In my own experience, I have seen many women use social media, primarily Instagram and Tiktok, to come forward and share how another woman’s mental health “testimony” guided them on their own journey. Whether it is a shared diagnoses, certain symptoms, or even types of medications, women are discussing their mental health with each other. It is a truly profound and unexpected side effect of this mass connection. Women have often found solace in the stories of strangers when they are rejected by the arms of their own families regarding mental health and illness. The problem isn’t fixed, but women are creating outlets to deal with it.
Despite this community and camaraderie, there is an ever-present sense that mental health, and its struggles, are delicately intertwined with womanhood. Women have reclaimed the idea that we feel things more deeply, rather than turning away in shame. Trends full of Margaret Atwood and Sylvia Plath quotes set to the tunes of Phoebe Bridgers and Taylor Swift overwhelm social media. Women are not only acknowledging our mental health, we are owning it, proudly. Women have taken a topic that was used as a weapon against us, something to prod at our weaknesses, and remade it into an authentic strength. The strength of being a woman.
How does all of this connect to mental health? Well, embracing a sisterhood of mutual feelings, struggles, experiences, and emotions can have a deep and profound effect on one’s mental health. It is in accepting that women are dynamic and unpredictable and deeply-feeling that one can begin to make peace with their own mental health. A woman can readjust the lighting and see herself in a whole new way – mental health or illness included.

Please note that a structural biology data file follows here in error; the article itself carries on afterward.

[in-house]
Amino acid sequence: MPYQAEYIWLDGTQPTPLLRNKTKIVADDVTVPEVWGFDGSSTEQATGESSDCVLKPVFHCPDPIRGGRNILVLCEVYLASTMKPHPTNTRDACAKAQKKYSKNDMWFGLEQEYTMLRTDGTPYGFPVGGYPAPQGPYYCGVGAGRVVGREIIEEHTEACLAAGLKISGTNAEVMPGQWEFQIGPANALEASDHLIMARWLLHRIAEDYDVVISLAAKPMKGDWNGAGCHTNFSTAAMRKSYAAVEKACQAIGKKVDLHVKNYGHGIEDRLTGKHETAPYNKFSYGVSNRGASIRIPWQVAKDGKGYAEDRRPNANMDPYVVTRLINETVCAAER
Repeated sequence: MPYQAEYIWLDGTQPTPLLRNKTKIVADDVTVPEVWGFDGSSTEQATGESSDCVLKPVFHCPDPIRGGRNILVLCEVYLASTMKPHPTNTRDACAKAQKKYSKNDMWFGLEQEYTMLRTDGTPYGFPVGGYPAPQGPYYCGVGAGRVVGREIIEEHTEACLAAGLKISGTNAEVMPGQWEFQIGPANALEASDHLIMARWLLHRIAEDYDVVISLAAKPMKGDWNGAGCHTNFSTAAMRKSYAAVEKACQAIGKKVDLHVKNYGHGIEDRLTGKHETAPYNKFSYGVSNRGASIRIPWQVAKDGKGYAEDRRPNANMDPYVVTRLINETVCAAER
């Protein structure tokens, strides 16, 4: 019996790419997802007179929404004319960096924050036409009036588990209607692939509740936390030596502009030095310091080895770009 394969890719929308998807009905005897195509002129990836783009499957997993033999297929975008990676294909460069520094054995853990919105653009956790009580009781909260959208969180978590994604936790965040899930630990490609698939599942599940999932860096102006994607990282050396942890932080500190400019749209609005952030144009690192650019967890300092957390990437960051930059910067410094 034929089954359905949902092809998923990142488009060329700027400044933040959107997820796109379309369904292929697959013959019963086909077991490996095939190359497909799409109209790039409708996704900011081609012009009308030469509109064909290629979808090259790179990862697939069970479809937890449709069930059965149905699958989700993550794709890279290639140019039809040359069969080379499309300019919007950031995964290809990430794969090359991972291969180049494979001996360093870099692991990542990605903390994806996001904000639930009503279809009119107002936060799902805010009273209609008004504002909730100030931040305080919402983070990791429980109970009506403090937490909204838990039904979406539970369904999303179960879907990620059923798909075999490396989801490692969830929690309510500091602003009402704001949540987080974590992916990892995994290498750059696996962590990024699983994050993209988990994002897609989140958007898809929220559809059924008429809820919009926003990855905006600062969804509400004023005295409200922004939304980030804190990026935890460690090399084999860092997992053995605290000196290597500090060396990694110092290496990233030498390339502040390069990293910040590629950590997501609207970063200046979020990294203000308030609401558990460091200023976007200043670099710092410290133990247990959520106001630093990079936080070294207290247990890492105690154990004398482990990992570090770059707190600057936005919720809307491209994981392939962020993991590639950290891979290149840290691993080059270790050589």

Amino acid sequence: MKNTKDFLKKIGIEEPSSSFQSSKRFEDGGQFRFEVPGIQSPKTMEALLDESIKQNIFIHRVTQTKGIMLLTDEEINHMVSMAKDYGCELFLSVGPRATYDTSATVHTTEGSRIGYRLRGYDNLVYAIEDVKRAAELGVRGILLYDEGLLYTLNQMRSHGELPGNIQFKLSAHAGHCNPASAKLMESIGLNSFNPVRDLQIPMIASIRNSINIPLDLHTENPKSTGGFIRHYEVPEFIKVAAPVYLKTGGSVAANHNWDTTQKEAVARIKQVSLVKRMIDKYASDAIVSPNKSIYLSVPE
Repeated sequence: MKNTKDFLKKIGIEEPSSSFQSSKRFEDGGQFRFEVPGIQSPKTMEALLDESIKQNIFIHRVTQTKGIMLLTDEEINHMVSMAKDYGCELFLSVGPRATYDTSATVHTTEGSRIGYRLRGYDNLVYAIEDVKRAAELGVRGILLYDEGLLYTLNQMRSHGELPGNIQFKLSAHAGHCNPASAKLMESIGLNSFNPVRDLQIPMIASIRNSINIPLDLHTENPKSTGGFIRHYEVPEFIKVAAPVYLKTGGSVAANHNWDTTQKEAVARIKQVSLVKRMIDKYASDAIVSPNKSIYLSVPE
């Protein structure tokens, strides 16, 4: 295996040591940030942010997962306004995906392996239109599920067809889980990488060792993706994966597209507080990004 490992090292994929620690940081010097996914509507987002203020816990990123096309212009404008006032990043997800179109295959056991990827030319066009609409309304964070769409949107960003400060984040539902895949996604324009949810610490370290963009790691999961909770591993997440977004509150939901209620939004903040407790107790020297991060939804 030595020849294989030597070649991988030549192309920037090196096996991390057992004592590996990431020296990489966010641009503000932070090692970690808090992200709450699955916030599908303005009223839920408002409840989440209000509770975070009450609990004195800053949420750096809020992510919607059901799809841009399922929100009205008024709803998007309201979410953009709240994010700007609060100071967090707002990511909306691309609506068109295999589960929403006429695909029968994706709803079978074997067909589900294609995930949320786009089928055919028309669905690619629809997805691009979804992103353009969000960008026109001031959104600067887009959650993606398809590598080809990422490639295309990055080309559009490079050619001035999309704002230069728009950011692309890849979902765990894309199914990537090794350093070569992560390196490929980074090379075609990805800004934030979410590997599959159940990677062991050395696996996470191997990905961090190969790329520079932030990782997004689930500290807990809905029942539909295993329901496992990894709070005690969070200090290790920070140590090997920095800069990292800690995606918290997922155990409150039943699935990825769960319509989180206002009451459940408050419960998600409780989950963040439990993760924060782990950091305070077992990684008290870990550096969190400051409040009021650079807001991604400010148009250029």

Women have reclaimed this association with mental health with power. Rather than minimizing ourselves to fit the “norm,” which has been decided by a patriarchal society, we are reinventing it. We don’t have to try to separate ourselves from these traditional labels anymore. We are able to do what our mothers and grandmothers fought for – express ourselves freely, mental health included. We are able to pair womanhood with honesty and authenticity through mental health.
In conclusion, women in the 21st century are reclaiming the link between womanhood and mental health. Rather than resist this historical association, women are reinventing what the link means. We are using modern technology social media to form bonds and gain information about mental health. These two things are allowing us to do something that our female ancestors only hoped for: giving women the power to have an active role in the conversation about our mental health. This conversation has not only reaffirmed the link between womanhood and mental health, but it has changed the connotation around it. Now, women are taking pride in our awareness about our mental health.
Ashley Tripp is a writer and artist from the U.S. with a degree in English and history.
She is passionate about women’s issues, mental health included. Ashley currently runs a blog dedicated to authentically discussing mental and physical illness. In her free time, Ashley creates digital art, shared through her account @ashleytripp.art.
She lives in Kentucky with her mom, brother, cat, and her dog, Lily, which is her best friend.